Big things come in small packages, we’re told… and if you’d like some evidence to support that theory, boy-howdy, have I got a potent little parcel for you!
Measuring 3-4″ (8-11 cm) from beak to tail-tip, and tipping the scale at 0.1-0.3 oz (4-8 g), less than 2 cents worth of copper, the Golden-Crowned Kinglet (Regulus satrapa) gives every appearance of being a fitting illustration of fragility. One strong wind would surely blow this saffron-capped, round-bodied, short-winged, skinny-tailed wisp of gray and olive green feathers into the next county like a scrap of litter! And weathering a winter storm? Fuhgeddaboutit! This chick must surely live in a tropical paradise, sheltered like royalty from the harsh realities of life beyond the castle walls.
Don’t be so quick to judge a book by its cover!
The GCK isn’t an equatorial resident after all — far from it. No, this feathered smidgen with a technicolor mohawk* never leaves North America, although some individuals do migrate from Canada and parts of Alaska to the lower 48 US states and into Mexico. This is no small feat, given their high metabolism and need to feed almost continuously during daylight hours.
Moreover, while their larger mammalian neighbors retreat during inclement winter weather to underground dens or above-ground structures with central heating, Golden-Crowned Kinglets spend those long, frigid nights sleeping beneath the stars, alone or convening with their compatriots to consolidate body heat, even where overnight temperatures drop below -40°F. Still not impressed? Keep in mind that smaller creatures lose heat more quickly than larger critters due to their higher surface-area-to-volume ratio.
Although most GCKs are considered medium-range migrants and don’t have summer and winter homes in different hemispheres, they do mark the seasonal shifts with a change of scenery. During the summer breeding season they are exceedingly difficult to spot, spending most of their time in the far upper reaches of tall trees, especially spruce and firs. For this reason, birders depend on the male’s distinctive song to guide their binoculars. Consisting of up to 14 rising tsee notes that increase in tempo over about 3 seconds, it end in a warble at least an octave lower. Sadly, though, this high-pitched call is often one of the first bird songs to become imperceptible to human ears as age-related hearing loss erodes our ability to hear sounds in the upper ranges.
GCK winter habitat tends to be less lofty. At this time of year, these wee creatures can be found in understory shrubs or the lower branches of deciduous trees in parks, cemeteries, and backyards. But since they’re petite, somewhat inconspicuous (if you don’t count their chapeaux), and easy to overlook, here’s handy trick: by repeating a pish-pish sound you can call them in to investigate a potential intruder (and it works equally well on chickadees and warblers).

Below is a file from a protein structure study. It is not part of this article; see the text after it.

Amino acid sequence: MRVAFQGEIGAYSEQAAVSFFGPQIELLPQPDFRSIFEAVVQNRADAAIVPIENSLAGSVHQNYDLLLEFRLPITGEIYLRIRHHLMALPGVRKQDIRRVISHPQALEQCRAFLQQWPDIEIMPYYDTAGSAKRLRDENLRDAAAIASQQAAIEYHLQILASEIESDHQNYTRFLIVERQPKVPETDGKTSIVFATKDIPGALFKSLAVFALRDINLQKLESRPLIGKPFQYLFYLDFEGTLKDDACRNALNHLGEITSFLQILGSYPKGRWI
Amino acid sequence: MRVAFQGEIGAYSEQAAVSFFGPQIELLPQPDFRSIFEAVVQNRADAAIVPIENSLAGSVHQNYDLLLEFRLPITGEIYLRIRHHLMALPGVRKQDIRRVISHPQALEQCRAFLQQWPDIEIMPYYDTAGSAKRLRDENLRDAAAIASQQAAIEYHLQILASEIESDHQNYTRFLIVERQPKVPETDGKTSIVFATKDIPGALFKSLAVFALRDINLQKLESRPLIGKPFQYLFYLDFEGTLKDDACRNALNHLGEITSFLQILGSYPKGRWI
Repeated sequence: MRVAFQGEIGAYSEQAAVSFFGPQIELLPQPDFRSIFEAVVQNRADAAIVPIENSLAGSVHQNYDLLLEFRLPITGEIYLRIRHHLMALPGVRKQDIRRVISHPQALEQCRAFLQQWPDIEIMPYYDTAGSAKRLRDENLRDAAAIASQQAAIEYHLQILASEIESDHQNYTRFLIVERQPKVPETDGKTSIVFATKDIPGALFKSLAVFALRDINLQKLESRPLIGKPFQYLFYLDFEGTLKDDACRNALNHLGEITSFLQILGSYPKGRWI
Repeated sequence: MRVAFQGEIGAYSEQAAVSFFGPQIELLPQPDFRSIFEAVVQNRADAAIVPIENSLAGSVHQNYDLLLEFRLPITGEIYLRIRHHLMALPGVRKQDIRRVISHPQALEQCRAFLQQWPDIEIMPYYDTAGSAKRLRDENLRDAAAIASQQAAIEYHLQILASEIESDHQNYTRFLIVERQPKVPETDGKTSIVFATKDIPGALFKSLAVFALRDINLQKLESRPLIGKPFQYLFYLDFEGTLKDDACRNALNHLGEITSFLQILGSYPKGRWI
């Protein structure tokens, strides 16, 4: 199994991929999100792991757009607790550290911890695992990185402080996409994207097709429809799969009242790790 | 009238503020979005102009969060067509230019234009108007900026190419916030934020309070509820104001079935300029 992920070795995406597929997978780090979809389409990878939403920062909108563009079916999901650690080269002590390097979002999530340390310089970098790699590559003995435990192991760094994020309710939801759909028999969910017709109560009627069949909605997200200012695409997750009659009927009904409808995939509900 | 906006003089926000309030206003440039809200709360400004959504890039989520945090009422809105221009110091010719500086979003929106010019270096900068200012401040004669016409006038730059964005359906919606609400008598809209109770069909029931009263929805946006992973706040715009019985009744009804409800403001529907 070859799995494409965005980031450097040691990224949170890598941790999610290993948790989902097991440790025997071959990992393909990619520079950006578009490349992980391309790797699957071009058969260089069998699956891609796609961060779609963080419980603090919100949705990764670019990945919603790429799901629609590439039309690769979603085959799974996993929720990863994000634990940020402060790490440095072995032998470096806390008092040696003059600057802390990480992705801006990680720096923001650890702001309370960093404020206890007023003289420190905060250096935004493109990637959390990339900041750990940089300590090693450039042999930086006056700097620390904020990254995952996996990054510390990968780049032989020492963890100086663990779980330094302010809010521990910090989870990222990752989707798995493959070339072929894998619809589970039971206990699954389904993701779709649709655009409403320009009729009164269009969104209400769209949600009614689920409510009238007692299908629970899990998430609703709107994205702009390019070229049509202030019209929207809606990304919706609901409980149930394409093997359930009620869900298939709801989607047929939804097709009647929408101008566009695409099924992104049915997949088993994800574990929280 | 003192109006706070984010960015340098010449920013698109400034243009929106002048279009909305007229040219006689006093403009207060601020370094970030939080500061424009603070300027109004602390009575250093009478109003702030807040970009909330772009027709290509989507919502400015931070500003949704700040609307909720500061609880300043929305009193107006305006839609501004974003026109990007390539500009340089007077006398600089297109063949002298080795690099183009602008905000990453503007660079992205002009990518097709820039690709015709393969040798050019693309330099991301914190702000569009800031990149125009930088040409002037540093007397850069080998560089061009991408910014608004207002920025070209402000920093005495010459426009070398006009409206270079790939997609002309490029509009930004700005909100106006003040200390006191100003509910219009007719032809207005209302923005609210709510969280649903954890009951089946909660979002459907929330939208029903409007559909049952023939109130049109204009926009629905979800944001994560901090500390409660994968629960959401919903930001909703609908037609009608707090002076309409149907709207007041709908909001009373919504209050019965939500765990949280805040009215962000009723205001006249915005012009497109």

Something else that sets GCKs apart from other songbirds who spend the winter in North America is their diet. Kinglets are obligate insectivores, and therein lies one of life’s great mysteries: How do these birds survive one of the most metabolically challenging times of year, not to mention it’s also the season when their primary food source is most scarce?!
Other species handle the absence of insects by switching to more readily available fruits and seeds, taking advantage of the high calorie provisions found at feeders stocked by backyard birdwatchers. But you won’t find any Kinglets hanging out on easy street. Even though they must ingest two to three times their weight in insects each day to maintain their internal temperature of 110°F (43°C) and thwart hypothermia, foraging at a fever pitch to achieve that goal, it’s bugs or nothing.
They do switch from things with wings in spring and summer — flies, moths, wasps, grasshoppers, small beetles, gnats, et al. — to a winter diet of torpid caterpillars and inchworms, insect and spider eggs, scale, beetle larvae, and other invertebrates tucked into bark crevices, often hanging upside-down from the tips of twigs to improve their access angle. Kinglets will occasionally feed on oozing tree sap but they need to be in dire caloric straits to eat a piece of fruit.
GCKs are a conservation success story, and a pretty dramatic one at that. Between 1966 and 2014, the population declined by a total of 75%. A less formidable beast might have called it quits, but thanks in part to spruce reforestation programs and a prolific reproduction rate, their numbers have recovered to a global breeding population now estimated at over 100 million. And don’t forget to add adaptability to this species’ many admirable survival skills; although they used to breed only in boreal spruce-fir forests, they’ve recently expanded their breeding territory south into Pennsylvania, Illinois, Indiana, and Ohio.
I’ll sum things up with another saying worth mentioning: The measure of an individual isn’t their height but the stature of their character. Using that ruler the tiny Golden-Crowned Kinglet is a titan.
* Both males and females wear the species’ distinctive crown.
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© 2022 Next-Door Nature. No reprints without written permission from the author (I’d love for you to share my work--just ask first). Thanks to these photographers for making their work available through a Creative Commons license (from top to bottom): Richard Smith; Andrew Reding; Mick Thompson; Andrew Reding; Mick Thompson; and Jacob McGinnis.